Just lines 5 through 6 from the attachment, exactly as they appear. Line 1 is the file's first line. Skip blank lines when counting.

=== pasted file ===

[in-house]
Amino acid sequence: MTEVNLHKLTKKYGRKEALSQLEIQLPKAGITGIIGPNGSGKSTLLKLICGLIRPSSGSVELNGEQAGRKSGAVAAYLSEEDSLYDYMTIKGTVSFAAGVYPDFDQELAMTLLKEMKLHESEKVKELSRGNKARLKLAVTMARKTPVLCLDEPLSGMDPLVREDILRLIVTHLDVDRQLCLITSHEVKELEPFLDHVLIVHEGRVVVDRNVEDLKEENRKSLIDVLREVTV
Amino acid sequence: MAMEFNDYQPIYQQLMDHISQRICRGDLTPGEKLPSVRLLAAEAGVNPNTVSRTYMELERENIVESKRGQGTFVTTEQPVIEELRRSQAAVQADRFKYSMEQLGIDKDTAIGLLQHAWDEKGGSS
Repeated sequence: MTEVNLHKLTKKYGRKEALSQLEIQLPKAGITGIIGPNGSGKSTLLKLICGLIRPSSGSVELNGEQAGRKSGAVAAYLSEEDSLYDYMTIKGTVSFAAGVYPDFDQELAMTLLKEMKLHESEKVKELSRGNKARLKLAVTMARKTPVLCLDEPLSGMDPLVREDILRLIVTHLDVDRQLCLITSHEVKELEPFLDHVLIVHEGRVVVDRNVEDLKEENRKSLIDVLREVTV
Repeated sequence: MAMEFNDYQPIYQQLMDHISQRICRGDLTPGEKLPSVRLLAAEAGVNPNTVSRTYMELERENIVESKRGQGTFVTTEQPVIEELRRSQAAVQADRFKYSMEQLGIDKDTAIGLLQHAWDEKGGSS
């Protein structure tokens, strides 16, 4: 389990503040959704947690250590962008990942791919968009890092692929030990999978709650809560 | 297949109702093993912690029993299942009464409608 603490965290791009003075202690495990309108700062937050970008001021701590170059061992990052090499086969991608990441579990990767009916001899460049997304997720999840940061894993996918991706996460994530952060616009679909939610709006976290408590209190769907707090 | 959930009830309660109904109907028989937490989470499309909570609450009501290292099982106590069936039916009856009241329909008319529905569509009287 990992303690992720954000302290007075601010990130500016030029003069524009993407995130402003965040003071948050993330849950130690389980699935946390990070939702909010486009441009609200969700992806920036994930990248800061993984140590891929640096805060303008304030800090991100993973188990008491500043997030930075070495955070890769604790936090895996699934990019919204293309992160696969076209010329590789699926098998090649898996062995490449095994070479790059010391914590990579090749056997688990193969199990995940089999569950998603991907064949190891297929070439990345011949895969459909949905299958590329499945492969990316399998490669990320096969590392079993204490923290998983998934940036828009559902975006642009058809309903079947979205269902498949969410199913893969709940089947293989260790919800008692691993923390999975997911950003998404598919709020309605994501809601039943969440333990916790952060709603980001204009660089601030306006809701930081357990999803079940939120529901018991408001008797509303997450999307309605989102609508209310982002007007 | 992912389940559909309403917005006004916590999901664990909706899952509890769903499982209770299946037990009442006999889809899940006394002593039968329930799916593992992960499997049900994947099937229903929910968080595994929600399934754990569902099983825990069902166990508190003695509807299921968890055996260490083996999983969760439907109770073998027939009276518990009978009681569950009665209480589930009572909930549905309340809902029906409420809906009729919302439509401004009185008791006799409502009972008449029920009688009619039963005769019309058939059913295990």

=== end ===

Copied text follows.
Repeated sequence: MAMEFNDYQPIYQQLMDHISQRICRGDLTPGEKLPSVRLLAAEAGVNPNTVSRTYMELERENIVESKRGQGTFVTTEQPVIEELRRSQAAVQADRFKYSMEQLGIDKDTAIGLLQHAWDEKGGSS
């Protein structure tokens, strides 16, 4: 389990503040959704947690250590962008990942791919968009890092692929030990999978709650809560 | 297949109702093993912690029993299942009464409608 603490965290791009003075202690495990309108700062937050970008001021701590170059061992990052090499086969991608990441579990990767009916001899460049997304997720999840940061894993996918991706996460994530952060616009679909939610709006976290408590209190769907707090 | 959930009830309660109904109907028989937490989470499309909570609450009501290292099982106590069936039916009856009241329909008319529905569509009287 990992303690992720954000302290007075601010990130500016030029003069524009993407995130402003965040003071948050993330849950130690389980699935946390990070939702909010486009441009609200969700992806920036994930990248800061993984140590891929640096805060303008304030800090991100993973188990008491500043997030930075070495955070890769604790936090895996699934990019919204293309992160696969076209010329590789699926098998090649898996062995490449095994070479790059010391914590990579090749056997688990193969199990995940089999569950998603991907064949190891297929070439990345011949895969459909949905299958590329499945492969990316399998490669990320096969590392079993204490923290998983998934940036828009559902975006642009058809309903079947979205269902498949969410199913893969709940089947293989260790919800008692691993923390999975997911950003998404598919709020309605994501809601039943969440333990916790952060709603980001204009660089601030306006809701930081357990999803079940939120529901018991408001008797509303997450999307309605989102609508209310982002007007 | 992912389940559909309403917005006004916590999901664990909706899952509890769903499982209770299946037990009442006999889809899940006394002593039968329930799916593992992960499997049900994947099937229903929910968080595994929600399934754990569902099983825990069902166990508190003695509807299921968890055996260490083996999983969760439907109770073998027939009276518990009978009681569950009665209480589930009572909930549905309340809902029906409420809906009729919302439509401004009185008791006799409502009972008449029920009688009619039963005769019309058939059913295990």